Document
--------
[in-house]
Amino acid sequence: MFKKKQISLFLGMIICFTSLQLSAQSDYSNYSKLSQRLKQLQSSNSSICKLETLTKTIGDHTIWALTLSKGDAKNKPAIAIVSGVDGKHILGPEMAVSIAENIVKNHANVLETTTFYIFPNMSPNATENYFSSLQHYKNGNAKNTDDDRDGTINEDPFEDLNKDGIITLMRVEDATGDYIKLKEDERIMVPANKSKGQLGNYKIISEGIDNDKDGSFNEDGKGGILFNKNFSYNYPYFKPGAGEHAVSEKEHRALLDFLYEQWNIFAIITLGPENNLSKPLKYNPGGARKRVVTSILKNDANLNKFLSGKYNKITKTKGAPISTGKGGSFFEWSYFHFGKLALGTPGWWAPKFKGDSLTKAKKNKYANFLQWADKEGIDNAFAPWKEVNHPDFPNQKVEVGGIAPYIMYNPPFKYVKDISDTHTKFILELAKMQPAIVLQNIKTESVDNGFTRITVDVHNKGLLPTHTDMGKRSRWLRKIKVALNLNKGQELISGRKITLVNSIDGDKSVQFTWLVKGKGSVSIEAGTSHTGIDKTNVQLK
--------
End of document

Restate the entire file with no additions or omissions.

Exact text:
[in-house]
Amino acid sequence: MFKKKQISLFLGMIICFTSLQLSAQSDYSNYSKLSQRLKQLQSSNSSICKLETLTKTIGDHTIWALTLSKGDAKNKPAIAIVSGVDGKHILGPEMAVSIAENIVKNHANVLETTTFYIFPNMSPNATENYFSSLQHYKNGNAKNTDDDRDGTINEDPFEDLNKDGIITLMRVEDATGDYIKLKEDERIMVPANKSKGQLGNYKIISEGIDNDKDGSFNEDGKGGILFNKNFSYNYPYFKPGAGEHAVSEKEHRALLDFLYEQWNIFAIITLGPENNLSKPLKYNPGGARKRVVTSILKNDANLNKFLSGKYNKITKTKGAPISTGKGGSFFEWSYFHFGKLALGTPGWWAPKFKGDSLTKAKKNKYANFLQWADKEGIDNAFAPWKEVNHPDFPNQKVEVGGIAPYIMYNPPFKYVKDISDTHTKFILELAKMQPAIVLQNIKTESVDNGFTRITVDVHNKGLLPTHTDMGKRSRWLRKIKVALNLNKGQELISGRKITLVNSIDGDKSVQFTWLVKGKGSVSIEAGTSHTGIDKTNVQLK